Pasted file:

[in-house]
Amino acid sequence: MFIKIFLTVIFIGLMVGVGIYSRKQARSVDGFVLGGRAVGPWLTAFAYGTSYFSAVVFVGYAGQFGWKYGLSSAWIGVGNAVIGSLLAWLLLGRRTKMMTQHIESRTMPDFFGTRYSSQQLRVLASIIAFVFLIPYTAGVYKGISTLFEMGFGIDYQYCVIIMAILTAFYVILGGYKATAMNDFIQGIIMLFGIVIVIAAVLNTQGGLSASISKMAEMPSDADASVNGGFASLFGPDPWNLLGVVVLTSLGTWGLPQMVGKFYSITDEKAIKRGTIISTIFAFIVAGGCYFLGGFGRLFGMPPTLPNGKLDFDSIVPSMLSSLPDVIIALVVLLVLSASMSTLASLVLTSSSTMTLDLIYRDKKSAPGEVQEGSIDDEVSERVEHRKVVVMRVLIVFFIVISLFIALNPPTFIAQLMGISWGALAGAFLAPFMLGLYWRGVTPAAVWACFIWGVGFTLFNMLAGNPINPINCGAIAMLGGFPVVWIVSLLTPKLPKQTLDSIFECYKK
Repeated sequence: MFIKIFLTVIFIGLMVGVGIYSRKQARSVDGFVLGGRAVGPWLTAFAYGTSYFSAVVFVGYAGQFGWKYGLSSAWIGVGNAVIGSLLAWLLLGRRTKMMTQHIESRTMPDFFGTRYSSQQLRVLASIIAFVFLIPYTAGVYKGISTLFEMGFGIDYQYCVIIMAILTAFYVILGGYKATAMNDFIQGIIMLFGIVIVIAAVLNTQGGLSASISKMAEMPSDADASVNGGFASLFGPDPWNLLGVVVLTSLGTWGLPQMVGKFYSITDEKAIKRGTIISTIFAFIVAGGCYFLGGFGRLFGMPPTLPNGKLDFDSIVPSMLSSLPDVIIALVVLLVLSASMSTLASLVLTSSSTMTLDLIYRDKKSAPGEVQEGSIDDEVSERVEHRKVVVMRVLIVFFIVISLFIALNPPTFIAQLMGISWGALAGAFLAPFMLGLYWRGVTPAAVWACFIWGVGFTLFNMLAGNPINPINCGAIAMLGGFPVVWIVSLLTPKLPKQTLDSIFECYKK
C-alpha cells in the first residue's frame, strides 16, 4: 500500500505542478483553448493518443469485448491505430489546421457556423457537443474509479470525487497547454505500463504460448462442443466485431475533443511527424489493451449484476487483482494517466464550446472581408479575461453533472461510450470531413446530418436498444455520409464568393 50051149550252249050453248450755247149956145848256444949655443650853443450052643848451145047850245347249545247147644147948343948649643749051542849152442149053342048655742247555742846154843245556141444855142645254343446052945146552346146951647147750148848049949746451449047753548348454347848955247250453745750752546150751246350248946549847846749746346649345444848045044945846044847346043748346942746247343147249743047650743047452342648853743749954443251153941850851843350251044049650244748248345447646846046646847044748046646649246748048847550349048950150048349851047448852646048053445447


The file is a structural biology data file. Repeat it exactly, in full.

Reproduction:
[in-house]
Amino acid sequence: MFIKIFLTVIFIGLMVGVGIYSRKQARSVDGFVLGGRAVGPWLTAFAYGTSYFSAVVFVGYAGQFGWKYGLSSAWIGVGNAVIGSLLAWLLLGRRTKMMTQHIESRTMPDFFGTRYSSQQLRVLASIIAFVFLIPYTAGVYKGISTLFEMGFGIDYQYCVIIMAILTAFYVILGGYKATAMNDFIQGIIMLFGIVIVIAAVLNTQGGLSASISKMAEMPSDADASVNGGFASLFGPDPWNLLGVVVLTSLGTWGLPQMVGKFYSITDEKAIKRGTIISTIFAFIVAGGCYFLGGFGRLFGMPPTLPNGKLDFDSIVPSMLSSLPDVIIALVVLLVLSASMSTLASLVLTSSSTMTLDLIYRDKKSAPGEVQEGSIDDEVSERVEHRKVVVMRVLIVFFIVISLFIALNPPTFIAQLMGISWGALAGAFLAPFMLGLYWRGVTPAAVWACFIWGVGFTLFNMLAGNPINPINCGAIAMLGGFPVVWIVSLLTPKLPKQTLDSIFECYKK
Repeated sequence: MFIKIFLTVIFIGLMVGVGIYSRKQARSVDGFVLGGRAVGPWLTAFAYGTSYFSAVVFVGYAGQFGWKYGLSSAWIGVGNAVIGSLLAWLLLGRRTKMMTQHIESRTMPDFFGTRYSSQQLRVLASIIAFVFLIPYTAGVYKGISTLFEMGFGIDYQYCVIIMAILTAFYVILGGYKATAMNDFIQGIIMLFGIVIVIAAVLNTQGGLSASISKMAEMPSDADASVNGGFASLFGPDPWNLLGVVVLTSLGTWGLPQMVGKFYSITDEKAIKRGTIISTIFAFIVAGGCYFLGGFGRLFGMPPTLPNGKLDFDSIVPSMLSSLPDVIIALVVLLVLSASMSTLASLVLTSSSTMTLDLIYRDKKSAPGEVQEGSIDDEVSERVEHRKVVVMRVLIVFFIVISLFIALNPPTFIAQLMGISWGALAGAFLAPFMLGLYWRGVTPAAVWACFIWGVGFTLFNMLAGNPINPINCGAIAMLGGFPVVWIVSLLTPKLPKQTLDSIFECYKK
C-alpha cells in the first residue's frame, strides 16, 4: 500500500505542478483553448493518443469485448491505430489546421457556423457537443474509479470525487497547454505500463504460448462442443466485431475533443511527424489493451449484476487483482494517466464550446472581408479575461453533472461510450470531413446530418436498444455520409464568393 50051149550252249050453248450755247149956145848256444949655443650853443450052643848451145047850245347249545247147644147948343948649643749051542849152442149053342048655742247555742846154843245556141444855142645254343446052945146552346146951647147750148848049949746451449047753548348454347848955247250453745750752546150751246350248946549847846749746346649345444848045044945846044847346043748346942746247343147249743047650743047452342648853743749954443251153941850851843350251044049650244748248345447646846046646847044748046646649246748048847550349048950150048349851047448852646048053445447